Last Updated on January 27, 2023 by Anne-Sophie Reinhardt
You and your ex are now sharing custody at 50/50 schedule. Now it’s time to discuss how you will divide your children’s time with you. It is important to create a schedule that evenly divides the time your kids spend with each parent.
There are two main ways to divide the time.
- You can simply alternate days or even weeks.
- Another option is to alternate the days or weeks spent at each place.
There are five variations of the alternate schedule and four of the rotation schedule. There are many factors that go into choosing a custody schedule, including the children’s age, school location, extracurriculars, and distance between the locations. To reduce the time spent traveling to and from each place, it might be a good idea to extend your visit if you live more than 30 minutes apart.
It is essential to keep each bedroom and space fully functional in a joint custody agreement. It is a good idea to make copies of the most important items so they are available in both homes. You don’t want your children feeling like they don’t own a home due to the fact that they have to bring their beloved items back and forth between houses. You want them to feel like they have two homes instead of just one.
Alternating Ways To Divide Custody Schedule 50/50
Alternate Weeks With 50/50 Custody Schedule
This is the easiest way to split custody. It is simple and straightforward. The children spend one week at each house and the following week at the other. As shown, the transition from parent-to-parent usually takes place on Friday. However, your family can choose to start or end the week at any time that works for them.
Alternate Every 2 Weeks
A biweekly alternate schedule is an option if transportation is a problem between the homes. Younger children need to be in constant contact with their parents more, but older children, such as high school students, are more likely to adapt and enjoy this schedule.
Alternate Weeks With A Midweek Visit
You can schedule a visit during the week if you feel that a week without your child is too much. It could be as simple a Wednesday dinner before they return to their homes for the week.
Alternate Weeks With A Midweek Sleepover
This is an alternative to the midweek visit. Turn dinner into an overnight stay. The parent can then take your child to school and pick them up the following week. This method, unlike Plan #3’s “visit” option, allows the child to spend the whole night with one parent.
Alternating Every X Days With 50/50 Split Custody Schedule
Alternating weeks are more common but you can adjust the time at each house to suit your needs. It can be as simple as switching every two days to every ten. The 50-50 split is still in place as each parent receives the same amount of time. Ask your child if they prefer something if you are older.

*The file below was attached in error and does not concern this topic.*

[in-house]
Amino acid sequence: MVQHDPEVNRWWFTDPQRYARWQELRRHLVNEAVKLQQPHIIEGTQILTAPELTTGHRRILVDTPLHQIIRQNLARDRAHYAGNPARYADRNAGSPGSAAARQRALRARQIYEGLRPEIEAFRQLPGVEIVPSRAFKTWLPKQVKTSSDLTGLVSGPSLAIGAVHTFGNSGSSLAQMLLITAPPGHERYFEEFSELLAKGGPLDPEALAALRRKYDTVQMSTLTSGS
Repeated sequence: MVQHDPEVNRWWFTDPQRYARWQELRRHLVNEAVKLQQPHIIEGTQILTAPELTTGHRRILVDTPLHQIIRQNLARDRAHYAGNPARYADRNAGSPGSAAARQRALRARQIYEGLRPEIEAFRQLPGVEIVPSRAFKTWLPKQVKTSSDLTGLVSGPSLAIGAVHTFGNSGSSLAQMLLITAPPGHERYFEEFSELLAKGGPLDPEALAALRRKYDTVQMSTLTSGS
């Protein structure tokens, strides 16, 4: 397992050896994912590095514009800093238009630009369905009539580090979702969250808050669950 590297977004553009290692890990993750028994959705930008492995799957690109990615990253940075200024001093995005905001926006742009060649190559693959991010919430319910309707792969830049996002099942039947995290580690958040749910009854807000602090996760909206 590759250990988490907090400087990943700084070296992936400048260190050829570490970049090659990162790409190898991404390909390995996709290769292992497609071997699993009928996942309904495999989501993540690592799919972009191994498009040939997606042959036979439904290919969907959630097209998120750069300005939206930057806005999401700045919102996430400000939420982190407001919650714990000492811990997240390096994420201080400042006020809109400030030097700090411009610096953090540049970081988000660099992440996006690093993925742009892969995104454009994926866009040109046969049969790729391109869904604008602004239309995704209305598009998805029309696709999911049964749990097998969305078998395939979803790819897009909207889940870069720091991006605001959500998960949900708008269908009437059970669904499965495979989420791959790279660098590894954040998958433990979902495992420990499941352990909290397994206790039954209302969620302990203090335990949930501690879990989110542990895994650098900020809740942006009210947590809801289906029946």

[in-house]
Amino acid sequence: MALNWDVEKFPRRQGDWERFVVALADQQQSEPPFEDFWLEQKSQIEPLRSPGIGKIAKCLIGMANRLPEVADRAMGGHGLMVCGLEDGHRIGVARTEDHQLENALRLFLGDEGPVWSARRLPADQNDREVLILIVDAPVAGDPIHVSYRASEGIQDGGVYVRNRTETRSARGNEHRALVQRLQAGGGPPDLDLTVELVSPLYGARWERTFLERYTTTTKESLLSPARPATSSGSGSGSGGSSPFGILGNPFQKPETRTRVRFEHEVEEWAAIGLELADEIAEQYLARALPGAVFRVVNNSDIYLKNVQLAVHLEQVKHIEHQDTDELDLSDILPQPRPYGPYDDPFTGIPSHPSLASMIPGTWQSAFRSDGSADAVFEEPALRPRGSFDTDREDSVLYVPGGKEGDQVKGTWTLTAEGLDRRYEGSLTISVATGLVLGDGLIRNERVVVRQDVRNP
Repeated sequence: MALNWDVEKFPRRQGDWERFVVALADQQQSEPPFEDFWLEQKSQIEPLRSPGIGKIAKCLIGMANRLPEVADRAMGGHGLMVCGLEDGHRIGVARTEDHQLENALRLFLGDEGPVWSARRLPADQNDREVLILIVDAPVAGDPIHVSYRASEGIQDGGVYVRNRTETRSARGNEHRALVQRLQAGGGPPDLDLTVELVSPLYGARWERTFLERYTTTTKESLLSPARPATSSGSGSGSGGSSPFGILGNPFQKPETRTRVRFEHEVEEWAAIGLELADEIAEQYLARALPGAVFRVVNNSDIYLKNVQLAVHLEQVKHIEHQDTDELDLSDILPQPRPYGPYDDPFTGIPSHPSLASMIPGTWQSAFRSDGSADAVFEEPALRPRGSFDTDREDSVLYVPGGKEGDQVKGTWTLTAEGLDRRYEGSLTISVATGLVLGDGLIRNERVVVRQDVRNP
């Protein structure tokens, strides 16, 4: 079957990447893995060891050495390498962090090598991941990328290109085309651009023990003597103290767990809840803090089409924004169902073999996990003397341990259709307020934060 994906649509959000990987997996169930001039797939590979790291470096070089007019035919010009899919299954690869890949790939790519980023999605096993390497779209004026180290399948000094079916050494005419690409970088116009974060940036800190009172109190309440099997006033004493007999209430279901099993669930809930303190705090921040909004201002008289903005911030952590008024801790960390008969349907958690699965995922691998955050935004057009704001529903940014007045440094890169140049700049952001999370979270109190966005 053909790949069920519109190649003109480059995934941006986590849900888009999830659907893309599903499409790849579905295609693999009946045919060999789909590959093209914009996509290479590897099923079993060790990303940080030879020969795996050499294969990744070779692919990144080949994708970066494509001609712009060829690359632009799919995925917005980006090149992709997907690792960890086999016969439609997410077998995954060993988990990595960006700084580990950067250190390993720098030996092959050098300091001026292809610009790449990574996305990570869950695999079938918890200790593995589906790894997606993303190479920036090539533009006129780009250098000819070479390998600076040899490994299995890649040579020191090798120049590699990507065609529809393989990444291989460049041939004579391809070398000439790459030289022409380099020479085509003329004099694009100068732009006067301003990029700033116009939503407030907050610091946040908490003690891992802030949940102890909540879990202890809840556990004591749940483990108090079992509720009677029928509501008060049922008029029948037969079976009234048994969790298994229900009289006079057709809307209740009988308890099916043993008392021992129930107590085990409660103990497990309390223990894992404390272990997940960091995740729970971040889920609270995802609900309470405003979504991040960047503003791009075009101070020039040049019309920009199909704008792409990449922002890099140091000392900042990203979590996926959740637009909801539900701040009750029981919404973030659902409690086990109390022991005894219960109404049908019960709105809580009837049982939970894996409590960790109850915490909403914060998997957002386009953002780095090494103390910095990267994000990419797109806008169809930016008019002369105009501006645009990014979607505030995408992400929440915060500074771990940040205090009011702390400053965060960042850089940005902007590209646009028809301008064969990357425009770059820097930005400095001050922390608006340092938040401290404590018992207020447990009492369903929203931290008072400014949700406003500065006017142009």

Rotations For 50/50 Custody Schedule
This schedule divides the week between the parents. The children spend two days with parent A, two with parent B, and then three days with parent A. The next week’s schedule begins with Parent B so the children can spend the weekend with either parent.
While the obvious benefit is that both parents get the weekend off, it could be stressful for the child to move between homes every few days, especially if they are not close together.
The child spends three days at Parent A, three days at Parent B, and then four days at Parent A. Finally, the child spends four days with parent B. This schedule establishes a home for the children from Sunday to Tuesday with Parent A and Wednesday through Friday with Parent B. To ensure equal time between the parents, the Saturdays are alternated with each parent.
The schedule is less disruptive because there are set days for the week that the child is at each house and the time spent at each place is slightly longer than the 2-2-3 rotation. They also get to see both parents more often than with the alternating week schedules.
This rotation is very similar to Plan #7’s 3-3-4-4 Rotation. However, the established home of Parent A is Sunday through Monday and the established home of Parent B is Tuesday through Thursday.
Parents A and B alternate Thursday, Friday, and Saturday. You could also begin the rotation on Monday if Parent A has all Sundays. In this case, it would be Friday, Saturday, and Sunday that are alternating between the parents.
The child spends three nights with Parent A, then four with Parent B. Next, the child spends four more days with parent A, then three with Parent B. Finally, three days are spent with Parent B. This results in a home that is established for two days per week, then a home for four days with Parent B. Then the mid-week can be alternated.